Guinguette nf: small restaurant with music and dancing. [Oxford Hachette French Dictionary]
|advertising the dances|
'La Paillote' is a guinguette in Montbazon just near Tours. We drove past it a few weeks ago when we had visitors. The word "guinguette" rang a very faint but elusive bell. Cue a search on Google to aid the brain cells. A few minutes later we were very much the wiser as to the origin and history of guinguettes. We went back recently for lunch.
|La Paillote, the white marquee is the dance hall|
They originally started out in the 18th century as somewhere just to have a drink. There was a rise in the Parisian population, wine production in the Ile de France rose, and guinguettes grew up in the small villages just outside the gates and walls of Paris serving a sour-ish wine [un vin aigrelet]. At the same time public balls began to appear in Paris. By the 19th century the emphasis had shifted and a guinguette also became a place where one could dance the latest dances such as the waltz, polka, and mazurka.
The Larousse has the following entry: an establishment outside or close the the (city) walls where working class people came to drink, eat and dance on holidays [« Guinguette : établissement situé hors ou près des murs, où les gens du peuple vont boire, manger et danser les jours de fêtes »].
|Renoir: Moulin de la Galette|
Renoir's painting of the 'Moulin de la galette' was the 'faint bell' which had chimed when we saw the word guinguette. The guinguette later called the 'Moulin de la galette' opened in 1834. In the early 19th century Montmartre, where it was located, was outside the Paris city limits and quite rural with fields and vineyards. Later on in the 19th century, taking advantage of the fashion for rowing and canoeing, the guinguettes moved to riverside locations well outside the ever-expanding Paris.
Guinguettes never called themselves that--they saw the term as 'common'. Some of them had quite colourful names such as: 'The chalet of my aunt' or 'The true fisheman's wooden leg'. They also spread to the provinces and were mostly to be found alongside rivers. La Paillote is on the river Indre. We also noticed one at Chinon on the Vienne just opposite the town. It has a great view across the river to the castle.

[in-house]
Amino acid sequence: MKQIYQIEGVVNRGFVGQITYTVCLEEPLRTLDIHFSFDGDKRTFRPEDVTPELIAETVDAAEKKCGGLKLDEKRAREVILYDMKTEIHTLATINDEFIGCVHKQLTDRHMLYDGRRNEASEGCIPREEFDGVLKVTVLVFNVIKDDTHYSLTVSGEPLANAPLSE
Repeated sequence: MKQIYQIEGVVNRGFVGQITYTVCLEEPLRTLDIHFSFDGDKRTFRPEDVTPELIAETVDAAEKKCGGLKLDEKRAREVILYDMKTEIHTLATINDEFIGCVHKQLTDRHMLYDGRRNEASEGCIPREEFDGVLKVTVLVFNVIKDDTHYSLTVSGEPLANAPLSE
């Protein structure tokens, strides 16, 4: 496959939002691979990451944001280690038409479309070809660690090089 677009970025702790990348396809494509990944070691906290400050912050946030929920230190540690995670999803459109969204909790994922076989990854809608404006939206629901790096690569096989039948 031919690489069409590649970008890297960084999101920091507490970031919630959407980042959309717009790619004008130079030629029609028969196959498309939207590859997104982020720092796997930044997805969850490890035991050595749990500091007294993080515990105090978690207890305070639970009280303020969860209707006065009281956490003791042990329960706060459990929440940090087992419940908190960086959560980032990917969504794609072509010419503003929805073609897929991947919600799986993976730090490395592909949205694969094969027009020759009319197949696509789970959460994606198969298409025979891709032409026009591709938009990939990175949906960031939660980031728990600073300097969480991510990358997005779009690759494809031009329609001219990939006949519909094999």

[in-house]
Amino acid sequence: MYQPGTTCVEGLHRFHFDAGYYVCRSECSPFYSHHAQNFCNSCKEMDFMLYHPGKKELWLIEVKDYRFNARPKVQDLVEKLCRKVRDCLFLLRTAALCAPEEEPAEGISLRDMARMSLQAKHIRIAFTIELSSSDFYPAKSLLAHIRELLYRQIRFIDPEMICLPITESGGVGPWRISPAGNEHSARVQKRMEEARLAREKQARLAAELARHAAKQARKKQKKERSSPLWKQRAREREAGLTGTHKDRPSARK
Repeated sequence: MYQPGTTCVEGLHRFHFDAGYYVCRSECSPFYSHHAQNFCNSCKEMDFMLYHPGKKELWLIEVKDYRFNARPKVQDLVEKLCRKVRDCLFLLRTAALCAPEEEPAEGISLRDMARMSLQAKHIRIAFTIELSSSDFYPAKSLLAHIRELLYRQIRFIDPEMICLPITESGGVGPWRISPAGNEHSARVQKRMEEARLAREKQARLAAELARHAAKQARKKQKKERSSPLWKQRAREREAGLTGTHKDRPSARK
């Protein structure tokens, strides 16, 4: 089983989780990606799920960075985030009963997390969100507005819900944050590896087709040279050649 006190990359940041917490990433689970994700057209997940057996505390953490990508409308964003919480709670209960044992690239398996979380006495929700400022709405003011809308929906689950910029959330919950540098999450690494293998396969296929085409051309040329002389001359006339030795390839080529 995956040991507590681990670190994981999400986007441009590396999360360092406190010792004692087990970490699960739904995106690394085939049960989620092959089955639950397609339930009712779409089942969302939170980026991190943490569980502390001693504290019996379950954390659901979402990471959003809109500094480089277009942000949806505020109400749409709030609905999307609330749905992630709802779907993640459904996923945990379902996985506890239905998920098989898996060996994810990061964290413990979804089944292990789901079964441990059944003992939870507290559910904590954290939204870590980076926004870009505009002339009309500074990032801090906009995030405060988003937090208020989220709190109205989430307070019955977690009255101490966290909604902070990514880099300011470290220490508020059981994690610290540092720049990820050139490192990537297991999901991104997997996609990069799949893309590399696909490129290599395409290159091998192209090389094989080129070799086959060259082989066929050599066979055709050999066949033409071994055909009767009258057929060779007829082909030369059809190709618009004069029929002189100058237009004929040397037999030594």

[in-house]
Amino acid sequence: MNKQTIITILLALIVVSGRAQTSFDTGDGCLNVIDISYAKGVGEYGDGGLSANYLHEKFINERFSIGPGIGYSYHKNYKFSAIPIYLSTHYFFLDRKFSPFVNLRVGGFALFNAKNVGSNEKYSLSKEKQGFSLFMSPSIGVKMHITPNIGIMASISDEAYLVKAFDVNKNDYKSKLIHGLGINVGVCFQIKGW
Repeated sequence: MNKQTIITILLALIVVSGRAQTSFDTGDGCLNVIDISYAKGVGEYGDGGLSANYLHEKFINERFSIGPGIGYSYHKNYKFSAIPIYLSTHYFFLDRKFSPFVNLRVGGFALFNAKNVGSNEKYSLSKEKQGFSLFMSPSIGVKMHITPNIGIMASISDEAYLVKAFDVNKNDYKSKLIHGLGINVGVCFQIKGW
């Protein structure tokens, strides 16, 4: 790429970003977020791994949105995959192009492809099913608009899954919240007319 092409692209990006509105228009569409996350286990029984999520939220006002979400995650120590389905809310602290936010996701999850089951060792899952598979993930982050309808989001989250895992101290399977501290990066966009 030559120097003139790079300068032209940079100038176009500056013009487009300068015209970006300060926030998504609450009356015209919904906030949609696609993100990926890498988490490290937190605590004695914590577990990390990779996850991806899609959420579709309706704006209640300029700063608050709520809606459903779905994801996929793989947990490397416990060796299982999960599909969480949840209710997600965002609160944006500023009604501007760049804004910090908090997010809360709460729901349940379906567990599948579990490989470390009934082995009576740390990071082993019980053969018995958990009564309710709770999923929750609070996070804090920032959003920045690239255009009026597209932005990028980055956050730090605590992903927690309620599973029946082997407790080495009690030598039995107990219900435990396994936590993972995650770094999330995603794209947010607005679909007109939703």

|restaurant section of La Paillote|
Guinguette's are really only open for the summer season. La Paillote will close soon; either round the 15th September or a couple of weeks later, depending on the weather and trade. Looking round while we were having lunch we thought that a number of the other clients would probably be able to show a "very efficient shoe" at the dances La Paillote holds every Friday and Sunday from 3 to 8 pm. Perhaps next summer, after some practice over the winter, we might give it a go ourselves!
If you'd like to know more, there's a website [in French] which is devoted to guinguette culture.
What fun! And what a beautiful setting. I have a soft spot for riverside restaurants.
I have to agree with Craig, it sounds like fun and there is nothing better than riverside restaurants. Diane
A really interesting post today. I love the Renoir painting and now some of the history of the times has been revealed.
@ Craig - the setting is lovely. The Indre is a pretty river; clear as a bell there lots of little fish darting about.
@ Diane - we talked to the people who run La Paillote and the dances are really popular. People specially.
@ Gaynor - Renoir's painting is a lovely evocation of drink, eat--a little, and be merry isn't it?
Hello Niall and Antoinette:
This is absolutely fascinating and completely new to us. Is the equivalent, we wonder, to be found in other countries or is this something which is peculiar to France?
I've been meaning to look up guingette - now you've saved me the trouble. Merci bien.
Is the guinguette in the lovely park at Montbazon?
One thing I love about the Indre is its bridges full of flowers.
I wondered what that was when we went through Montbazon a couple of weeks ago - now I know!
Absolutely fascinating -- sounds like somewhere one really ought to go!
@ Diane - apologies re my response. It looks as if part of it 'vanished' :-)
It should read: 'people come specially for the dances'
@ Jane & Lance - My impression is that it is quite particular to France in this form [in so far as the locations are semi-rural and they open for the summer season] However, I'm very happy to be proved wrong :-)
@ Susan - no problem ;-)
@ Carolyn - I think so; cetainly the setting is lovely. It's just across the bridge on the left if you are driving towards Tours.
@ Pauline - you're welcome :-)
@ Broad - definitely! But in our case we have to practise (dancing) 1st!!
How interesting I had never heard this word before, this why I love blogging I learn such fascinating information.
@ LindyLouMac - as we understand it, it's a very traditional French thing which was, at one time, falling out of fashion but is now reviving.
We really enjoyed finding out more :-)
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